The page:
PBS's new deal to put its content, and affiliate station's content, on YouTube TV drew some immediate flak over the partially government-funded noncommercial service's announcement that it was teaming up with the Google social media giant to stream noncom stations and content on the over-the-top video streaming service.
The deal did not sit well with kids' privacy advocates, including Jeff Chester, whose Center for Digital Democracy is among those who have complained to the FTC about YouTube and kids' content, and are awaiting a reported FTC decision any day that YouTube is settling multiple complaints about how the site collects and shares children’s information.
"PBS must explain how it will protect the privacy and the well-being of its viewers as its programming becomes part of Google’s digital data targeting behemoth," said Chester. "We are especially concerned that PBS, in order to gain a few more viewers, is willing to trade away the privacy rights of children, parents and others. PBS must explain what data will be gathered and how it will be used by Google and advertisers to target the public."
David Monahan, campaign manager for Campaign for a Commercial-Free Childhood, was similarly concerned about the combo.
“YouTube TV has been touting to advertisers their advanced ability to deliver targeted marketing with a high return on investment, based on their intrusive data-collection about the preferences of viewers," said David Monahan, campaign manager for Campaign for a Commercial-Free Childhood, which also complained to the FTC about YouTube. "Parents rely on PBS to deliver almost-ad-free programming to young children, and PBS must ensure that this does not all go out the window once PBS Kids shows come to YouTube TV.”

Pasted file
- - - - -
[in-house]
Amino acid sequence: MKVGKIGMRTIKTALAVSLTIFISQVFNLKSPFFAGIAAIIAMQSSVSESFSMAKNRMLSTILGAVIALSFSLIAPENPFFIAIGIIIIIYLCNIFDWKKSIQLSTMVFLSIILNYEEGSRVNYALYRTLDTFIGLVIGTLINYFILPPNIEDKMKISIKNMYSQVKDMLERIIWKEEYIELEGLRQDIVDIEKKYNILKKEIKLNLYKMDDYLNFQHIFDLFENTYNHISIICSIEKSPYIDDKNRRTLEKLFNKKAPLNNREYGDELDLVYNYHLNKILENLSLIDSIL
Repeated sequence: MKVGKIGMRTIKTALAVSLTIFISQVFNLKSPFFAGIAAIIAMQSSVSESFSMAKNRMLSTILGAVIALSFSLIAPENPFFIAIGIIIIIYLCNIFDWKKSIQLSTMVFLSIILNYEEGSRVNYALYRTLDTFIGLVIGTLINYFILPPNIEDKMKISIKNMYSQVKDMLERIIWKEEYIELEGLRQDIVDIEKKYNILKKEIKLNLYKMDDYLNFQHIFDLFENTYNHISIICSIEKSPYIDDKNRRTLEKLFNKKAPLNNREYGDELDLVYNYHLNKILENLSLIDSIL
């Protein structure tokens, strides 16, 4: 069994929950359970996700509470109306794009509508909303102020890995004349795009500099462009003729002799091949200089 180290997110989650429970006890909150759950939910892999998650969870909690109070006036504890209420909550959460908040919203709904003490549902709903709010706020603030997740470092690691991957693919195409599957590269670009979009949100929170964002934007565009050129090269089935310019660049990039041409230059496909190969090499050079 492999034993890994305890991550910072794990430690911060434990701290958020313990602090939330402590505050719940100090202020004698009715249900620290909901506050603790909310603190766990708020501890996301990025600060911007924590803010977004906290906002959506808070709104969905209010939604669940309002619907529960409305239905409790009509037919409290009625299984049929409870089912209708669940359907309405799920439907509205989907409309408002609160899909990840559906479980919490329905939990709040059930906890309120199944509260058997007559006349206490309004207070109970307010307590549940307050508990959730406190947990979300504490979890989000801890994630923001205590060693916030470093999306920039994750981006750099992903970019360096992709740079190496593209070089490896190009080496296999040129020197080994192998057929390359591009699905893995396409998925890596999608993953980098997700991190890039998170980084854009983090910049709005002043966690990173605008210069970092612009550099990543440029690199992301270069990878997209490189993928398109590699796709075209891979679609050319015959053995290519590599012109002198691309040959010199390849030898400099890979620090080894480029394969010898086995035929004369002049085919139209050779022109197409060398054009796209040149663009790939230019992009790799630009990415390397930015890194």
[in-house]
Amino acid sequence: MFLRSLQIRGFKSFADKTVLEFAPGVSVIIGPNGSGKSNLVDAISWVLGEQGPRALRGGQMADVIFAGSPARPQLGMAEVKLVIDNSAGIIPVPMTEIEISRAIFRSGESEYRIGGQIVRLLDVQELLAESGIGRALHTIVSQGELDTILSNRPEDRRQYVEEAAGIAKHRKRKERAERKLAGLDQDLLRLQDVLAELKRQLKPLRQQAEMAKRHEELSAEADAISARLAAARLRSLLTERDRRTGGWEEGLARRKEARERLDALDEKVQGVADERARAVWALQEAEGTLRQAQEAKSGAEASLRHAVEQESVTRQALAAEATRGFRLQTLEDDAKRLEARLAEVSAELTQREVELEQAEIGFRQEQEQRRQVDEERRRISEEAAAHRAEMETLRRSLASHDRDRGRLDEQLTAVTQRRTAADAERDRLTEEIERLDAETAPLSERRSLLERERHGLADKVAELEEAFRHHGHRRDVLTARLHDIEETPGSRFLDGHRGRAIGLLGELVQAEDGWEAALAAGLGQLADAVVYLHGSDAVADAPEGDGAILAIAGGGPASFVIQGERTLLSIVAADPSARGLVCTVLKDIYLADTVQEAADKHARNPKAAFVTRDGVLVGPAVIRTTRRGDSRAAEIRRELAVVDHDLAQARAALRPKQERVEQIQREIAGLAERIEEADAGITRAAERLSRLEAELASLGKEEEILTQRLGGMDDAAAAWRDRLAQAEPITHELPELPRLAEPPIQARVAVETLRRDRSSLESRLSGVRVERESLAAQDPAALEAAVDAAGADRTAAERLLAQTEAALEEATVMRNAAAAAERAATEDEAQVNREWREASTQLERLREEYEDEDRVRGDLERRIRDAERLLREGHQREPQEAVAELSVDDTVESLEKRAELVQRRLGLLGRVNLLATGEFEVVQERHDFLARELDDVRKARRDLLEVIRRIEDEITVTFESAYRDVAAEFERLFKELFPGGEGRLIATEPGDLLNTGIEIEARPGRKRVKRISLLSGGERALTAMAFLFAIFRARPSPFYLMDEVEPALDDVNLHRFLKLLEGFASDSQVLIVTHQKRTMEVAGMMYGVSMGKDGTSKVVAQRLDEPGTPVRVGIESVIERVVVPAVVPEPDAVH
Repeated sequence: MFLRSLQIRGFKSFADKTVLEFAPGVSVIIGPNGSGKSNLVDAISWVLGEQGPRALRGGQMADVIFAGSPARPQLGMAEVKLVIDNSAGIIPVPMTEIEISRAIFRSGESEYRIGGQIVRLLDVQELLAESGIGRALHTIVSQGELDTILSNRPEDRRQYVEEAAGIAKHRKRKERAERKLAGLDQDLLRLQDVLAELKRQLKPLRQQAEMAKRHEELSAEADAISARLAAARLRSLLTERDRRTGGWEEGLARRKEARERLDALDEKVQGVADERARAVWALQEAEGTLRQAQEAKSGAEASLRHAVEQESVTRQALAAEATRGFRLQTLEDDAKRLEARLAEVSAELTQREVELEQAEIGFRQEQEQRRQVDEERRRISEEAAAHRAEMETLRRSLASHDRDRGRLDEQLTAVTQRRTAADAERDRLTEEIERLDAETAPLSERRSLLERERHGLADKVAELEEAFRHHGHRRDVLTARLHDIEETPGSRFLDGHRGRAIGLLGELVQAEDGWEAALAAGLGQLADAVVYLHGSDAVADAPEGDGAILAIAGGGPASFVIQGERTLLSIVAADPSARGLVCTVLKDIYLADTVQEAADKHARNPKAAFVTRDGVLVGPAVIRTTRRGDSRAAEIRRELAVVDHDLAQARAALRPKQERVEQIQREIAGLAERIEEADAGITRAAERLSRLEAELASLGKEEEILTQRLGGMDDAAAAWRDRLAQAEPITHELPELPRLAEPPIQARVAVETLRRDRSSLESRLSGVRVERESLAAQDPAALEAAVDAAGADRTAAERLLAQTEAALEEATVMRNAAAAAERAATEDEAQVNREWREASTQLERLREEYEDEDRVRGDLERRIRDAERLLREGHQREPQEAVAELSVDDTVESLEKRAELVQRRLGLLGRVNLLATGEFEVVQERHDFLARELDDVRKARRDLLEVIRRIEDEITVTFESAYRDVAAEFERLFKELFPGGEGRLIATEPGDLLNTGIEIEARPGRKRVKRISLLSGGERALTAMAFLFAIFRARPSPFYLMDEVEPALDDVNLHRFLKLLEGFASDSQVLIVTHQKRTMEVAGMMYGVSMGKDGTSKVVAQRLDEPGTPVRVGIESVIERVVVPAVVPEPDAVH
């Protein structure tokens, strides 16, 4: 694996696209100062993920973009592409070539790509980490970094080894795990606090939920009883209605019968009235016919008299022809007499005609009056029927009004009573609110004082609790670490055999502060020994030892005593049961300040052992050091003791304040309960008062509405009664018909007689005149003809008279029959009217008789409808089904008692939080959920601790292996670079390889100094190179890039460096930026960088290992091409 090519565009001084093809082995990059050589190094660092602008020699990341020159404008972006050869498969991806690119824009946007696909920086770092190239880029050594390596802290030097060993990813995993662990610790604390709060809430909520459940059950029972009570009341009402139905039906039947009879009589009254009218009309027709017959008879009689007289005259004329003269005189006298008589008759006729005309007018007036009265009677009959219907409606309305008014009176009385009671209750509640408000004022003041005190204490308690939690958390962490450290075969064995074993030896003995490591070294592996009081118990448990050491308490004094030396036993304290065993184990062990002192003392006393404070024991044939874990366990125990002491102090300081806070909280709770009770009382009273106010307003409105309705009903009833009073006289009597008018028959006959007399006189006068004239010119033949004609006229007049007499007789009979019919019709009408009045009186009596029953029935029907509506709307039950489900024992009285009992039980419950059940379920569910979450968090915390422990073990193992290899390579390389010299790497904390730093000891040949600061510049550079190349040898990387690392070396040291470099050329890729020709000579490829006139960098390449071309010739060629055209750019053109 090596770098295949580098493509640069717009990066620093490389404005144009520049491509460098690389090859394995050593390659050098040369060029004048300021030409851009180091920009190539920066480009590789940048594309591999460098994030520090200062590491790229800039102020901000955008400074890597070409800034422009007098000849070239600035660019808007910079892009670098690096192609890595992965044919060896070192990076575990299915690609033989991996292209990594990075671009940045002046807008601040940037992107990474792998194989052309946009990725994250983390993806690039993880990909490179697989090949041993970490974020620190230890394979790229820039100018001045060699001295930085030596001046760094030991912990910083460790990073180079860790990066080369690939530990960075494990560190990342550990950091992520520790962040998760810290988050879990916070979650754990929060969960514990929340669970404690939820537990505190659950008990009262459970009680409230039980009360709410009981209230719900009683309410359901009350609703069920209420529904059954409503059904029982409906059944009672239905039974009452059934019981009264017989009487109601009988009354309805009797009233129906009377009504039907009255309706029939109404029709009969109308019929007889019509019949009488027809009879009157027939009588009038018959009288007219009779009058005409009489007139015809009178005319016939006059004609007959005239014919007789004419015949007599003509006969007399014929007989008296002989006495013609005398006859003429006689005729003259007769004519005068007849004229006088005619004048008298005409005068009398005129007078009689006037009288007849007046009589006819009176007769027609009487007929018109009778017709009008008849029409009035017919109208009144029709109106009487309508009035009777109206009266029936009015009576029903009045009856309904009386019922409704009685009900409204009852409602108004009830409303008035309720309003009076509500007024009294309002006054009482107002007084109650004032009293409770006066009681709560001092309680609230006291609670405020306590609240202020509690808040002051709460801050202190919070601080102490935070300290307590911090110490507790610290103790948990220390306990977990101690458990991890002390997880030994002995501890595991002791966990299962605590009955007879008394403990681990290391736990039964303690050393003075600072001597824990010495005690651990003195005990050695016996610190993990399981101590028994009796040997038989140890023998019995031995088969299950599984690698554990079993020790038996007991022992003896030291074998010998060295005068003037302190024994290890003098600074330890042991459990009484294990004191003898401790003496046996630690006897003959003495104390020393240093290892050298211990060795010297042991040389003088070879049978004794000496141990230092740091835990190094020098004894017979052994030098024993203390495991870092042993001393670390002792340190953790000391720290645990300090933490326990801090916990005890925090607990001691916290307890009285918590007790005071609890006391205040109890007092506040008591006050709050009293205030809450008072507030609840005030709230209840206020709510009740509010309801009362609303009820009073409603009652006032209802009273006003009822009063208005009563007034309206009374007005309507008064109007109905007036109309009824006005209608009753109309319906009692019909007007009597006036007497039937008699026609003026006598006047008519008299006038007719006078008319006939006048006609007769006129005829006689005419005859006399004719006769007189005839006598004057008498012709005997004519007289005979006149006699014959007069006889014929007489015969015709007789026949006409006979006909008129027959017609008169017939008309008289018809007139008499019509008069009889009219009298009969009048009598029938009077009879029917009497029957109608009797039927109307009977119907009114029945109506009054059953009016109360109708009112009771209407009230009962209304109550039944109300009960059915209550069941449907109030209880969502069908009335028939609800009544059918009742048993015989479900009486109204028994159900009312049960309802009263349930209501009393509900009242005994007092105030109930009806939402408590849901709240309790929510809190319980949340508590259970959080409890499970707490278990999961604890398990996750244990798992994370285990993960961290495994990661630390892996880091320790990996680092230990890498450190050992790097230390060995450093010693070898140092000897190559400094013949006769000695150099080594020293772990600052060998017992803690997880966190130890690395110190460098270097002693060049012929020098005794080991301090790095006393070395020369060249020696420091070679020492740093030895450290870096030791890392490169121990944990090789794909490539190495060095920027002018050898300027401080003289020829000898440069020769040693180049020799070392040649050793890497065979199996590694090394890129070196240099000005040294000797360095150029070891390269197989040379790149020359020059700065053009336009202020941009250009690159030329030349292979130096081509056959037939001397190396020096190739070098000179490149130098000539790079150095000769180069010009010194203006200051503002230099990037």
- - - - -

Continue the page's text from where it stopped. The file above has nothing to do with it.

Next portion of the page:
"[T]oday’s announcement solely focuses on YouTube TV," said a PBS spokesperson. "Until today’s announcement people were not able to access PBS station content via this 'skinny bundle' service. As part of our service to the American people, it is a priority for PBS to make our programming accessible wherever people consume content. On YouTube TV viewers will see the very same commercial-free PBS and PBS Kids content they find on their local PBS station."
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Contributing editor John Eggerton has been an editor and/or writer on media regulation, legislation and policy for over four decades, including covering the FCC, FTC, Congress, the major media trade associations, and the federal courts. In addition to Multichannel News and Broadcasting + Cable, his work has appeared in Radio World, TV Technology, TV Fax, This Week in Consumer Electronics, Variety and the Encyclopedia Britannica.